- Supports employment decisions: If an employee or a government agency challenges an employment decision, one of the most important documents you will be expected to provide is a copy of the job description. This can be a key component in defending your employment decisions. Job descriptions document the duties, qualifications and physical requirements of a job, and therefore help you support why you felt one applicant was qualified and another was not, why you pay one employee more than you pay another, or why you terminated an employee for poor job performance.
What should it include?
A good job description is comprised of the following key elements:
- Title of the position
- Employment status (exempt or non-exempt)
- A statement of the major purpose of the position
- Minimum eligibility requirements for adequate performance
- A description of the physical demands, the type and amount of work to be performed
- The individual or position the employee reports to
- *Essential functions*
What are “essential functions?
The concept of essential functions cannot be understated. This is a critical component of a comprehensive job description. Job descriptions should not include every nuance of the position. There is a difference, and rightly so, between a “Standard Operating Procedure” and a job description. For example, a standard operating procedure would be to describe the morning process for getting everything ready for receiving clients like booting up computers and turning on lights. These things can be done by anyone. A job description captures that which is essential to a specific position. An example of an essential function might be: a front desk employee at a dental office being responsible for all insurance billing.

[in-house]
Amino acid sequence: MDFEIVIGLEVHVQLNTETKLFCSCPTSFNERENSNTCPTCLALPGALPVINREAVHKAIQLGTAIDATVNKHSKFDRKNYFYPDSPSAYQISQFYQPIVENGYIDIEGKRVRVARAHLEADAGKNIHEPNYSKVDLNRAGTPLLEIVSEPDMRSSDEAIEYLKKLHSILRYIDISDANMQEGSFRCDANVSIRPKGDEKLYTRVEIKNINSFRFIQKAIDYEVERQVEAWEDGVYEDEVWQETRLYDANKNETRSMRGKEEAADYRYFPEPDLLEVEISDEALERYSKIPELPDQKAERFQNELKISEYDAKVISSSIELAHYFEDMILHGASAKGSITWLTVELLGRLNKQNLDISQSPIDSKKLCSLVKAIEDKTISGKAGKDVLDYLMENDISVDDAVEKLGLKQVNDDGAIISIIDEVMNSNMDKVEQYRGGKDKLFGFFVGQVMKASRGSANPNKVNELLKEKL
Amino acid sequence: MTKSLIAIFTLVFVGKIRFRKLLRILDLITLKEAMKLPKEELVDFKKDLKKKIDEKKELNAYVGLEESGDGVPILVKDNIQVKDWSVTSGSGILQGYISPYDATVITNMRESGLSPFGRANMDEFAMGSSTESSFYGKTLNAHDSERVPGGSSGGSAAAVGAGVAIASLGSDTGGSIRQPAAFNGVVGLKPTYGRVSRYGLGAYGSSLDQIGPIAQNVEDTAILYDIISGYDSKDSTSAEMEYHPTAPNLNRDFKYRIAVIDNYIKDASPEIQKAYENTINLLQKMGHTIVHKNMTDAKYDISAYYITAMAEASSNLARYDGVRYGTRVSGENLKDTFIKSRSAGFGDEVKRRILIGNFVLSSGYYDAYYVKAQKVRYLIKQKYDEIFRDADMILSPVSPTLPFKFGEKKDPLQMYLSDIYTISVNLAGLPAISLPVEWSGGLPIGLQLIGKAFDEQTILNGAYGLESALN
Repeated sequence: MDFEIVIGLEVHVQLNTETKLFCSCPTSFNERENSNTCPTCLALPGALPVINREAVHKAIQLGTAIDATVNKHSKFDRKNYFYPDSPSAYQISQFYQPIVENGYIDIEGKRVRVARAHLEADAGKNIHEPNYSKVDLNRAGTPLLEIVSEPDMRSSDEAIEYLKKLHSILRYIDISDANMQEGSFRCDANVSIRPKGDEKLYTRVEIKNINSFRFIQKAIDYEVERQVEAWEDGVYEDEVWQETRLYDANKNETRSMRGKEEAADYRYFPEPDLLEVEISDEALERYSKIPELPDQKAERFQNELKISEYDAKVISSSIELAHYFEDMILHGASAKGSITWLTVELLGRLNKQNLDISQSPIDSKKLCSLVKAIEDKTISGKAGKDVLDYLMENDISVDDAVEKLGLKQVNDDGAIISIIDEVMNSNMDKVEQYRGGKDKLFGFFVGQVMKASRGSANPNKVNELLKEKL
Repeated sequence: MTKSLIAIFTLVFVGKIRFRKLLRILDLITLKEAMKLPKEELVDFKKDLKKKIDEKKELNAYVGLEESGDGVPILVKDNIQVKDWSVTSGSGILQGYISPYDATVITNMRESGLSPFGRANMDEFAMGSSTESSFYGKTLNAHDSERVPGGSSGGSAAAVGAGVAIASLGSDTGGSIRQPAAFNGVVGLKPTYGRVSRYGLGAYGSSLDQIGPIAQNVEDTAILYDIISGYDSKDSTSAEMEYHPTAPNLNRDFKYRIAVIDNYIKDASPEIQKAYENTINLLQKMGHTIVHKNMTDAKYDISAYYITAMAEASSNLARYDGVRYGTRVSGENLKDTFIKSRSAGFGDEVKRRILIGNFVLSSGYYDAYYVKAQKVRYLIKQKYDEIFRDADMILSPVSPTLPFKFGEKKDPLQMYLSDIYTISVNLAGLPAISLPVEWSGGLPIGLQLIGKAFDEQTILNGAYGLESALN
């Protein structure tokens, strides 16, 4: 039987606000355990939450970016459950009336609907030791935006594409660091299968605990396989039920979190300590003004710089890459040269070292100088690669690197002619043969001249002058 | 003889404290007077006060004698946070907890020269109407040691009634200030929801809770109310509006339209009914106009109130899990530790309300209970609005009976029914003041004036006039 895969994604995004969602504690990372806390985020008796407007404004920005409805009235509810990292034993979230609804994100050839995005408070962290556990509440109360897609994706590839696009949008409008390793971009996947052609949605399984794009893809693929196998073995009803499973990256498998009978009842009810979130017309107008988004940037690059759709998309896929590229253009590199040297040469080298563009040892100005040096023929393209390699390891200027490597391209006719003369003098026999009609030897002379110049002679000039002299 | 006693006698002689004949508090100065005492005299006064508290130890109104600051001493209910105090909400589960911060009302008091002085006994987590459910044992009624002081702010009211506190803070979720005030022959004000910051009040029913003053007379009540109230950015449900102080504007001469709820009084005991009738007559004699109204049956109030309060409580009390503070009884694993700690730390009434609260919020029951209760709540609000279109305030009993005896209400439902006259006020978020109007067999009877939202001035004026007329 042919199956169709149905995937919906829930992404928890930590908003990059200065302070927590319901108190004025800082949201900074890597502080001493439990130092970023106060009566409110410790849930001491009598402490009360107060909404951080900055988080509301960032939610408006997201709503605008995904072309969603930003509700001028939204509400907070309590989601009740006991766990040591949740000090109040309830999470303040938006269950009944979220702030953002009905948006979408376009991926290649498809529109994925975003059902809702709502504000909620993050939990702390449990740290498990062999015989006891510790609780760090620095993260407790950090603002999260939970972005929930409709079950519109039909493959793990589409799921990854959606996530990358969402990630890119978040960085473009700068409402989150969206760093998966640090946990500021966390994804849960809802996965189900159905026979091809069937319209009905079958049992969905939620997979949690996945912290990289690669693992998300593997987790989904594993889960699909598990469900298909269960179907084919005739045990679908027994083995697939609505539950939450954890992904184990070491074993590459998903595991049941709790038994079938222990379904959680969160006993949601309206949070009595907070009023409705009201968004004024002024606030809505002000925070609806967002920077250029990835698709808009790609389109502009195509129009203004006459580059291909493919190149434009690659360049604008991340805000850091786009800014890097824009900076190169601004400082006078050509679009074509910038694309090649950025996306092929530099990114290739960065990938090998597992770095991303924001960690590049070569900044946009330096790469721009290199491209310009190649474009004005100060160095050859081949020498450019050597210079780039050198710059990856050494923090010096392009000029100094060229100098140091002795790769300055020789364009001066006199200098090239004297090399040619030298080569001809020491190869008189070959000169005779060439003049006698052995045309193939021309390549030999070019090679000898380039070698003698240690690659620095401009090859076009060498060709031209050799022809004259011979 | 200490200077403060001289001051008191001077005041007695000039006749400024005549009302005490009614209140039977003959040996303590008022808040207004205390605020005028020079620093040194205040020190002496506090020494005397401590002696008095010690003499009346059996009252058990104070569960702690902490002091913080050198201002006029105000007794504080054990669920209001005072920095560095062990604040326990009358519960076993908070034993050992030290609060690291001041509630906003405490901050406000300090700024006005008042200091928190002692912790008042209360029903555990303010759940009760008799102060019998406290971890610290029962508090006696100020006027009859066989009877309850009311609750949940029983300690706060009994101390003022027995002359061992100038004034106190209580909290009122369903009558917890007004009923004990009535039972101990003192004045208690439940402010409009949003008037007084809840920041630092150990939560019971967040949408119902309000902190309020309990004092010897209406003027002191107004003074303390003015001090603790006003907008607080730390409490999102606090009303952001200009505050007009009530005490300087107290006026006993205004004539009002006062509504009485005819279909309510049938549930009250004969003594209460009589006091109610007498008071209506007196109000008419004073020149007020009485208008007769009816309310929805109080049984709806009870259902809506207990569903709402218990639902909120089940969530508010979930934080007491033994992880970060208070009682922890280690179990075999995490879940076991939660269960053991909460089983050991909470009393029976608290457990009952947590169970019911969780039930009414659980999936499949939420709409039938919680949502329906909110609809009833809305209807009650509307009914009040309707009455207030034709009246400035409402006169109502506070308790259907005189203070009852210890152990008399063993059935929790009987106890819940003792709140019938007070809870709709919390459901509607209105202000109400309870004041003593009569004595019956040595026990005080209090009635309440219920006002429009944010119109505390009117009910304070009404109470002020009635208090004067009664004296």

According to the Equal Employment Opportunity Commission (EEOC), “Essential functions are the basic job duties that an employee must be able to perform, with or without reasonable accommodation. You should carefully examine each job to determine which functions or tasks are essential to performance. This is particularly important before taking an employment action such as recruiting, advertising, hiring, promoting or firing.”
When writing essential functions consider:
- What employees actually do and the amounts of time spent on each function.
- The amount of work to be performed.
- Keeping sentence structure as simple and concise as possible.
- Beginning each sentence with an active verb and avoid using the words “responsible for.”